Arnold K. Hocaust testimony (HVT-1359) interviewed by Jackie Berger and Carol Rudnick,
Videotape testimony of Arnold K., who was born in Suwałki, Poland in 1928, the second of four brothers. He recalls his family's affluence; vacationing with his mother and brothers in summer 1939 (he never saw his father again); German invasion; living in Sokółka with his mother, brothers, and other relatives; moving to Vilnius; Soviet occupation; his relatives' deportation to Siberia; German invasion; ghettoization; forced labor with his older brother; smuggling food to his mother and younger brothers; hiding during round-ups; being found; separation from his mother and younger brothers; deportation with his older brother to Viivikonna; slave labor in coal mines with Soviet POWs for a year; transfer to Ereda; finding their uncle and cousin; his brother's futile effort to save them; slave labor for Organisation Todt; separation from his brother (he was killed); becoming depressed; transfer to Tallinn; hearing a cousin's voice which "snapped" him out of depression; ship transfer to Stutthof; assistance from Danish POWs and a German supervisor; transfer to a camp in Poland; liberation by Soviet troops; living in Lauenberg; traveling to Białystok; living in Stettin, Schlactensee displaced persons camp, and Munich; reunion with relatives returning from Siberia; assistance from UNRRA and the Joint; attending university; emigration to the United States to attend university; and earning a doctorate degree. Mr. K. discusses camp and ghetto life; the impossibility of revolt; and war criminals who live with impunity.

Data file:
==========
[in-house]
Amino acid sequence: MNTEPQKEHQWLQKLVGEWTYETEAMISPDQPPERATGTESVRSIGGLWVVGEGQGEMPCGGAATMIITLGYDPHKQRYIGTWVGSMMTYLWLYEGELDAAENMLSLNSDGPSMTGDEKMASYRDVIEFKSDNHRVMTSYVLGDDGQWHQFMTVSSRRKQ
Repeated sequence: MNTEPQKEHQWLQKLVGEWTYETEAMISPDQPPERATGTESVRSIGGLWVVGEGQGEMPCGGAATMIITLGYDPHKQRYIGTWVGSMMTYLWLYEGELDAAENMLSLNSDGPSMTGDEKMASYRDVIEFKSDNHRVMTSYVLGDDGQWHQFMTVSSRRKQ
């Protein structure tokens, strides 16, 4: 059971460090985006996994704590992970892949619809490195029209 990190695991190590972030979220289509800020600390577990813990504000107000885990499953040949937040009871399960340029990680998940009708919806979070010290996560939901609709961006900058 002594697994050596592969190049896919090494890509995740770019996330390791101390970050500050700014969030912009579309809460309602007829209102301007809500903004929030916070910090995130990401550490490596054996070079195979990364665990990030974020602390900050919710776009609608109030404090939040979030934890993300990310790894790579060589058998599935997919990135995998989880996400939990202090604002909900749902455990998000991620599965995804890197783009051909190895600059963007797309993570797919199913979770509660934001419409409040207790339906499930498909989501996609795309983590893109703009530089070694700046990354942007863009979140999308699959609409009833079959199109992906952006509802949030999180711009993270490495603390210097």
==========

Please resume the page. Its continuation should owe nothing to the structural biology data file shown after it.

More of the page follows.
- Wilmington, Del. : Halina Wind Preston Holocaust Education Center, 1989
- Interview Date
- April 16, 1989.
- 2 copies: 3/4 in. dub; and 1/2 in. VHS with time coding.
- Cite As
- Arnold K. Holocaust Testimony (HVT-1359). Fortunoff Video Archive for Holocaust Testimonies, Yale University Library.